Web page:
Learn all the strokes and use what works best for that single stroke. You’ll be glad you did.

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Perfect. Consciously chooosing which stroke variation to do should not occupy your mind. You do what is needed at the moment that experience in that boat simply works from muscle memory. Paddling is like riding a bike. When you approach a curve or a pothole on a bike, you don’t have to think precisely what maneuver you need, you just do it. If you work on perfecting strokes that naturally flow from one to another without thought, you then have total control over how you move through the water in your boat.

Regarding the gooney, it can have its place when a massive shift in yaw May be necessary, but it does not lend itself to smoothly doing much else from that configuration.

I never pry my finely tuned wood paddle against the gunwale. A gently perfomed J does not require it. Bill Mason was famous for doing so. If you note in some of his videos, at least one of his paddle shafts is almost worn in half from where he has slid it against the gunwale so many times.

yknpdlr:

I think you state it much more eloquently than I do. It does not occupy my mind. Well, sometimes a bit, when I am trying to be silent, or when I am trying to feel the grace of the stroke. I don’t sell the gooney short though, it is easy, very little pressure every other or every third stroke, no twist of the wrist. Again, I am often unaware. Sometimes I just drift, allow the current to do the work. Gaze about, listen for the small sounds, read a book.
Laughing, I take small and humourous issue with, “total control” , liking some white water as I do, I have been known to make a mistake or two. What a kind way of saying upside down and backwards and a sore arm from bailing the truant water from invading my space.

You have a great day, and just to make you jealous, I am signing off this AM, a canoe and gear to load, The Green and Colorado and then Hawaii,maybe the Colorado on the return, the soonest I’ll be back at my desk is about February.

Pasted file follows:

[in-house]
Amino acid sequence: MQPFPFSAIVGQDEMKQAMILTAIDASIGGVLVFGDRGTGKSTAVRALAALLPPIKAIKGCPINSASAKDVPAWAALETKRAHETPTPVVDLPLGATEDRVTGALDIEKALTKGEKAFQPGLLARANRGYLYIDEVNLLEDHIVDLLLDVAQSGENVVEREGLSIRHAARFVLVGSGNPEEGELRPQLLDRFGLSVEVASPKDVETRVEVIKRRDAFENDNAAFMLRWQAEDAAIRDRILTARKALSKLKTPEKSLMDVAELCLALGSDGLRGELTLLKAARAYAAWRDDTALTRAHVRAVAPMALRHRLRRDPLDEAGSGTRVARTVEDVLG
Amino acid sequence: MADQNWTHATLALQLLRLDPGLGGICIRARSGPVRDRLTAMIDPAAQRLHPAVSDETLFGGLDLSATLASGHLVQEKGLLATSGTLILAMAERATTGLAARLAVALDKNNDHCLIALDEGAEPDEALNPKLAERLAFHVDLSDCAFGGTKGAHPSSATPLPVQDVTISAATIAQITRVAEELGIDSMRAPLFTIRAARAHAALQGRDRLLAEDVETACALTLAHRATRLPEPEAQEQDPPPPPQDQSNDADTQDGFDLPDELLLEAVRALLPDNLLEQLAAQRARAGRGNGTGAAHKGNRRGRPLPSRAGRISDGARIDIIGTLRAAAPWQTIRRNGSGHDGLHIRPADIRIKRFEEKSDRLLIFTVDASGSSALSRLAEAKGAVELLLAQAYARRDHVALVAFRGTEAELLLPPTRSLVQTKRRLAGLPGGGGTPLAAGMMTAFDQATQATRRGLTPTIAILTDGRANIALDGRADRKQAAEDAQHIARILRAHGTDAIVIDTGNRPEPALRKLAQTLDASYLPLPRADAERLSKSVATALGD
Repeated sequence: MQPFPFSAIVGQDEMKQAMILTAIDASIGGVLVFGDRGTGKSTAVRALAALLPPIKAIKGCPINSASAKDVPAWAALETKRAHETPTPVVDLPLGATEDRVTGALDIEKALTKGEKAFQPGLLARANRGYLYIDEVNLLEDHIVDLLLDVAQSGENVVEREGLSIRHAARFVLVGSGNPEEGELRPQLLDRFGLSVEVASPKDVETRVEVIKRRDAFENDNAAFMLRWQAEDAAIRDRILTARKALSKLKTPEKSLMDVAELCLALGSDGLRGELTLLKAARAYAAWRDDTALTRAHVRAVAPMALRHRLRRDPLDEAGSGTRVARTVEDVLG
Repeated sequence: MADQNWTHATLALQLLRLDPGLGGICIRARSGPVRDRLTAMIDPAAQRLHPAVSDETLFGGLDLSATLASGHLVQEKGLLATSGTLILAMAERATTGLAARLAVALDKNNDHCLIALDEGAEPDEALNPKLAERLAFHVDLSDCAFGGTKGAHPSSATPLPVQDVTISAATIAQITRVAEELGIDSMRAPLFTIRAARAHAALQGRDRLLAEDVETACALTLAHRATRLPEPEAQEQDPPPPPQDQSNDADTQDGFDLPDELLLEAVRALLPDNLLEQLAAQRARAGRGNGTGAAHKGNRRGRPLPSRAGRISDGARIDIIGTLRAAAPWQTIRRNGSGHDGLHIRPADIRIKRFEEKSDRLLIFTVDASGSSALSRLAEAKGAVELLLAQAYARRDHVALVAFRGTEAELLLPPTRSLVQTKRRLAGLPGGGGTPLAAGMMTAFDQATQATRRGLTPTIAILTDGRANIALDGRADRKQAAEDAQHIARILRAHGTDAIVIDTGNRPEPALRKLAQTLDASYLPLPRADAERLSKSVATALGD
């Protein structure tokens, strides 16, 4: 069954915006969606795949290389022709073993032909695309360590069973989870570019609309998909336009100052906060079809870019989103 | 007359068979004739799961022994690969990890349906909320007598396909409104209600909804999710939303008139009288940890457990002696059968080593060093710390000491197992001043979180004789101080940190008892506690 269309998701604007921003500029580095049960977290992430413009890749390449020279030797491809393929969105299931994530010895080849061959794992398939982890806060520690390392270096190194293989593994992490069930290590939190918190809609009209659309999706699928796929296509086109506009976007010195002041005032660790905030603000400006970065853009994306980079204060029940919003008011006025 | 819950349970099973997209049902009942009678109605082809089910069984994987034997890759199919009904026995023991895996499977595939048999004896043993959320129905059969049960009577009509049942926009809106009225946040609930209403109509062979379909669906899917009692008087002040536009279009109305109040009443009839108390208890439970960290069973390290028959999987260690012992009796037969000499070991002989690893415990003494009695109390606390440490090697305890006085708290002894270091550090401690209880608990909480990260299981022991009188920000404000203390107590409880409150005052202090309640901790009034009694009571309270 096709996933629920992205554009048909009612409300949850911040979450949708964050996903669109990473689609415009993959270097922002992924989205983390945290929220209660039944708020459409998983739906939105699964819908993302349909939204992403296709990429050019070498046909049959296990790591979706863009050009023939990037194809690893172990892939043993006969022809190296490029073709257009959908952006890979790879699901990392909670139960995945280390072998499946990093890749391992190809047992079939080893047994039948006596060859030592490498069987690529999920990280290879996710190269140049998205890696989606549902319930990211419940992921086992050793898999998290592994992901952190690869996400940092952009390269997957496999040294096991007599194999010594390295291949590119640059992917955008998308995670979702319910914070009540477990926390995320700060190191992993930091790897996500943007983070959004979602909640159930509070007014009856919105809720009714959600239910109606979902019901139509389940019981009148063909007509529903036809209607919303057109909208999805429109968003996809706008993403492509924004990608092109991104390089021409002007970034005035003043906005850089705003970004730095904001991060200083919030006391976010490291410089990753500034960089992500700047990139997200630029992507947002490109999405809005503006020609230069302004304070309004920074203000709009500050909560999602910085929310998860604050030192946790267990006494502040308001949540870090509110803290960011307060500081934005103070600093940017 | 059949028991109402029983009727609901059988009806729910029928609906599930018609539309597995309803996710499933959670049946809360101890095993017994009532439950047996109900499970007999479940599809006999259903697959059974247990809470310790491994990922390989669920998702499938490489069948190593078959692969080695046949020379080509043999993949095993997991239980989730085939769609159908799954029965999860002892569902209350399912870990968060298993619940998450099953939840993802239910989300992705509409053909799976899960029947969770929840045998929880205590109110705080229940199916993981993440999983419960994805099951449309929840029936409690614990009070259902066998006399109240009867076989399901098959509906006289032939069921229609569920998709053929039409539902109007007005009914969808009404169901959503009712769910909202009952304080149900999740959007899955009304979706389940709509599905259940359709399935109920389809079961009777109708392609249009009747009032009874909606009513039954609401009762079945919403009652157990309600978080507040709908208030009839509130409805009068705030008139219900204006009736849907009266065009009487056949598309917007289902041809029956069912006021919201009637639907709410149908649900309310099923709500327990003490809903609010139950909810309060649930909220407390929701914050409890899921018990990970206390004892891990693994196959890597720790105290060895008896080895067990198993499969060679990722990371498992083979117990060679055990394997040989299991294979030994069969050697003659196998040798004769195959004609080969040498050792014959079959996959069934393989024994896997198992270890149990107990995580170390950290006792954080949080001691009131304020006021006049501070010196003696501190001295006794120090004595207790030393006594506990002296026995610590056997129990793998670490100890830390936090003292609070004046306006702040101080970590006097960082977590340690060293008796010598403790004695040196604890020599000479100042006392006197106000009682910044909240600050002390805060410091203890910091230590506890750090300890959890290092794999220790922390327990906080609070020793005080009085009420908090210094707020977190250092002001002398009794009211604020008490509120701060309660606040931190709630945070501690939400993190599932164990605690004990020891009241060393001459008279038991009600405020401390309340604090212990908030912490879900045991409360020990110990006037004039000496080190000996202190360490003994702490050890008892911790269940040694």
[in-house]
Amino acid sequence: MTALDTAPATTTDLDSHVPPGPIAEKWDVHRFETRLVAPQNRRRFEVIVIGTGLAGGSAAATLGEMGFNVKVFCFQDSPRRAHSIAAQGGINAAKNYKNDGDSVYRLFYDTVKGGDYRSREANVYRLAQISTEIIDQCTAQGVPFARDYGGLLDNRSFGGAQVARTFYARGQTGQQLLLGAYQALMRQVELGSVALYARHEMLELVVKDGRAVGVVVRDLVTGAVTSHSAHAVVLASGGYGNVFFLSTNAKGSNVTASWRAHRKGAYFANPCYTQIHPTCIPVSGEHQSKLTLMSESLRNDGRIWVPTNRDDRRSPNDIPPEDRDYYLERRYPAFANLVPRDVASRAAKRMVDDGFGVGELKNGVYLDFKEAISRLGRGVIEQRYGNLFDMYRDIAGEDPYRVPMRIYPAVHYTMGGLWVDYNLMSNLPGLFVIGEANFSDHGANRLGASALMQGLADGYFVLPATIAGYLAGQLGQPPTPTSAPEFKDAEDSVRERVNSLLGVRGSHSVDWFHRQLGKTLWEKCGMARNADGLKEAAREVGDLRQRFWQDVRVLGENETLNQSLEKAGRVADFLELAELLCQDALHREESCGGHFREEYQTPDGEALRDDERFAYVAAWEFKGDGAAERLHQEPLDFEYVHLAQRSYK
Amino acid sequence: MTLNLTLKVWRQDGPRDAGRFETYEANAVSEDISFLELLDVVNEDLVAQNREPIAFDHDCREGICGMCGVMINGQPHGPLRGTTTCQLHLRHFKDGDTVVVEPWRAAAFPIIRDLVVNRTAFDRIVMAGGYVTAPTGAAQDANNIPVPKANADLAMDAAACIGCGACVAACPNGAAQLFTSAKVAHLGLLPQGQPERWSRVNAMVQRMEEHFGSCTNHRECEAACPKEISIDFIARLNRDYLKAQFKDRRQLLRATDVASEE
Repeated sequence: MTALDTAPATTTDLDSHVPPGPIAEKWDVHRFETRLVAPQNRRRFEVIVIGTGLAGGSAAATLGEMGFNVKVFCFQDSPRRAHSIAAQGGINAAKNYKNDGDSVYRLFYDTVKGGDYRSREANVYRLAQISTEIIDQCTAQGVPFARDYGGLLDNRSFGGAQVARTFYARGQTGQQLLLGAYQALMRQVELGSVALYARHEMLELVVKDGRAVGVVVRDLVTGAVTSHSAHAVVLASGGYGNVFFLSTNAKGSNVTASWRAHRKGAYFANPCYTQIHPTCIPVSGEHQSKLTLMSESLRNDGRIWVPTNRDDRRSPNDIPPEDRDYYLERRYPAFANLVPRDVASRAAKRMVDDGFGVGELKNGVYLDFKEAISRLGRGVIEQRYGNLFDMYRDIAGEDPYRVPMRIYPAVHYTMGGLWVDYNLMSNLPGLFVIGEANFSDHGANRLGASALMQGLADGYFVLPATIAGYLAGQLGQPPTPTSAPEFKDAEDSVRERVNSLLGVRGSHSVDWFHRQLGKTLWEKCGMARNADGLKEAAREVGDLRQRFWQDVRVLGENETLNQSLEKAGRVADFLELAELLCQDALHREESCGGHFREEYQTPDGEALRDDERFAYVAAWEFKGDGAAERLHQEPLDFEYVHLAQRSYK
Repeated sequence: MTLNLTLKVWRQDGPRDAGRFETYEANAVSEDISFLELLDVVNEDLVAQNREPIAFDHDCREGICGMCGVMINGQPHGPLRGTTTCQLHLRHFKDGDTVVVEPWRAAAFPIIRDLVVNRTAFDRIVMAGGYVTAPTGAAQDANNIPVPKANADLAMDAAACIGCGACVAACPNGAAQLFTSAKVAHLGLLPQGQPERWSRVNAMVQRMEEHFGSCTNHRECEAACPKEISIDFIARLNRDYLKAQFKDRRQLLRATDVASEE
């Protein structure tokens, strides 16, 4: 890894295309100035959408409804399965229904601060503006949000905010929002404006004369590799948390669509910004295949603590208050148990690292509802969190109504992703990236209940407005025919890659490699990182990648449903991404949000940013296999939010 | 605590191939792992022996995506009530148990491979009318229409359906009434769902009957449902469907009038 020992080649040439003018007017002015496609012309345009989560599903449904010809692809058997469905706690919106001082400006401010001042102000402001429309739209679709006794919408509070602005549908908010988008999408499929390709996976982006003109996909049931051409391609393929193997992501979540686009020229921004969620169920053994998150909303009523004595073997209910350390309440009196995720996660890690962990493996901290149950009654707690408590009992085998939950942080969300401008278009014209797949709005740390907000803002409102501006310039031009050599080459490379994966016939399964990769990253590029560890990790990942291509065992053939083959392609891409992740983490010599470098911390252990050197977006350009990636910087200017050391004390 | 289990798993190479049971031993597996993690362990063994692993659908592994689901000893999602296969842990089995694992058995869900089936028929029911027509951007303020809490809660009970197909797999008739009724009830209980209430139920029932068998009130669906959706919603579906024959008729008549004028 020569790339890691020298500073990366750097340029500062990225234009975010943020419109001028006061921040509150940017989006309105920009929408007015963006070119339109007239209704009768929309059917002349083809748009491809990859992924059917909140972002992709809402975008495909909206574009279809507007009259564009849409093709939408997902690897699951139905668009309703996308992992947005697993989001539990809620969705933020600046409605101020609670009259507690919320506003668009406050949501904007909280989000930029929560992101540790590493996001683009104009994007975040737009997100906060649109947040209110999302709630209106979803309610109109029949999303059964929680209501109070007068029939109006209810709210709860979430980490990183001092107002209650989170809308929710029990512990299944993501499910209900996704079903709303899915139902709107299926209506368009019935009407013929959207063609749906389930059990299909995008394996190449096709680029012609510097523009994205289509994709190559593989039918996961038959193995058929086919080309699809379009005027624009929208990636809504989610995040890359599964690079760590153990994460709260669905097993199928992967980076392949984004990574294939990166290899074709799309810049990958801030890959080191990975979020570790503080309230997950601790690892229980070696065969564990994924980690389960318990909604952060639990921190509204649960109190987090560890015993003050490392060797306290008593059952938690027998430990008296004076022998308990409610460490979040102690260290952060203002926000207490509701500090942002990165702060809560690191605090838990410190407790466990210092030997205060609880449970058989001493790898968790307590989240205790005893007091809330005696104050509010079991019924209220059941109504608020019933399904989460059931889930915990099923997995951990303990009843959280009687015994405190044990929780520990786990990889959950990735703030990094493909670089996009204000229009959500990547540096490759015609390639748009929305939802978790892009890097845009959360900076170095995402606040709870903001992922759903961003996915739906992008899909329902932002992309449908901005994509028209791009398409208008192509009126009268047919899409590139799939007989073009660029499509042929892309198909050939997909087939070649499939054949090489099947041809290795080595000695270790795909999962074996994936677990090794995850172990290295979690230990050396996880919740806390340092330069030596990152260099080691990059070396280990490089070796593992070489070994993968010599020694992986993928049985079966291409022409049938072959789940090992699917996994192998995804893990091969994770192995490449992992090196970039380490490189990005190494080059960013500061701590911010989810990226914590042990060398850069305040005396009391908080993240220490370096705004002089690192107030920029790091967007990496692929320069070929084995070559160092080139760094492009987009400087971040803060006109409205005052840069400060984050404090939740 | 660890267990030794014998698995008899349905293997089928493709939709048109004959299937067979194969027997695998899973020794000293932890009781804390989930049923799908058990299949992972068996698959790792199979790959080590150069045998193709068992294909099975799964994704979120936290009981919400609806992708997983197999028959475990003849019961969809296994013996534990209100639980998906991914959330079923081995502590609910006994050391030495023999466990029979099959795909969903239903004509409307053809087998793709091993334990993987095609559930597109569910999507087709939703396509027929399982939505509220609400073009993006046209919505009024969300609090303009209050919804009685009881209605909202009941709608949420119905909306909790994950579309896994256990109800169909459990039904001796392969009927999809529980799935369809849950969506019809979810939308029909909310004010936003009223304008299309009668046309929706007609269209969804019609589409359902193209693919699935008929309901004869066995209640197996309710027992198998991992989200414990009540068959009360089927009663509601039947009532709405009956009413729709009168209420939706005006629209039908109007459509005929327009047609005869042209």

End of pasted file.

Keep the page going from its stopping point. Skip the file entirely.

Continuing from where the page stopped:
I’m taking all this in. It’s clear that there are plenty of opportunities for nuance and maybe not as many hard and fast rules.
I like the idea of having a “conversation” with the water via your paddle.
I think that is the appeal for me with the canoe right now.
Thanks

I tell people when they ask do I fish along the way. I cain’t catcher no dang fishies. I can catch heck, catch a plane, catch cold, but completely inept when it comes to catching a fish or a woman. But, I also say “I can make a canoe paddle sing.” I like your word ‘conversation’. You will make a fine canoe paddler. I have many favourite stretches of river. If you are just coming into it, my first and highest suggestion is the Green River, beginning in Green River, Utah down to the Confluence with the Colorado. 120 miles, flat water, 10 days?, you MUST have made a reservation to be picked up by power boat to be hauled back upstream to Moab. Cataract Canyon begins just 2 miles downstream.

[quote=“Mountainpaddler, post:17, topic:112191, full:true”]
I’m taking all this in. It’s clear that there are plenty of opportunities for nuance and maybe not as many hard and fast rules.
I like the idea of having a “conversation” with the water via your paddle.
I think that is the appeal for me with the canoe right now.
Thanks
[/quote] One cardinal rule about maintaining canoe stability and yourself dry is to keep your head within the line of the gunwales.

However, a long established flatwater freestyle canoe instructor friend teaches to “get your heead in the water”. Not literally of course. Meaning that the feel of your hands on the paddle with your strokes and the connection to the water and the canoe all operate as one smoothly operating happy system. When you feel that, you will then “have your head in the water”.

Article I wrote about this topic, some time ago.
https://freestylecanoeing.com/jaded/

Jaded

The J-stroke reconsidered

By Marc Ornstein

When I first began canoeing, more years ago than I care to count, I was told that learning the J stroke was the holy grail to keeping the boat going straight. Over the decades since, I’ve found that notion to be almost universal with most instructional programs including it very early in the learning curve. The much easier to execute stern pry generally being frowned upon as inefficient and a symbol of poor technique. (An exception would be the whitewater community which prefers the stern pry for the added power it provides.)

While I agree that a properly done J is more efficient, the stern pry is far easier to master. For beginners, struggling to get their craft from point A to point B, teaching the stern pry first (along with hit & switch) makes far more sense. Despite this almost universal emphasis on teaching the J stroke as a basic, almost entry level skill, it is the exception rather than the rule to meet intermediate or even advanced level students who do it well.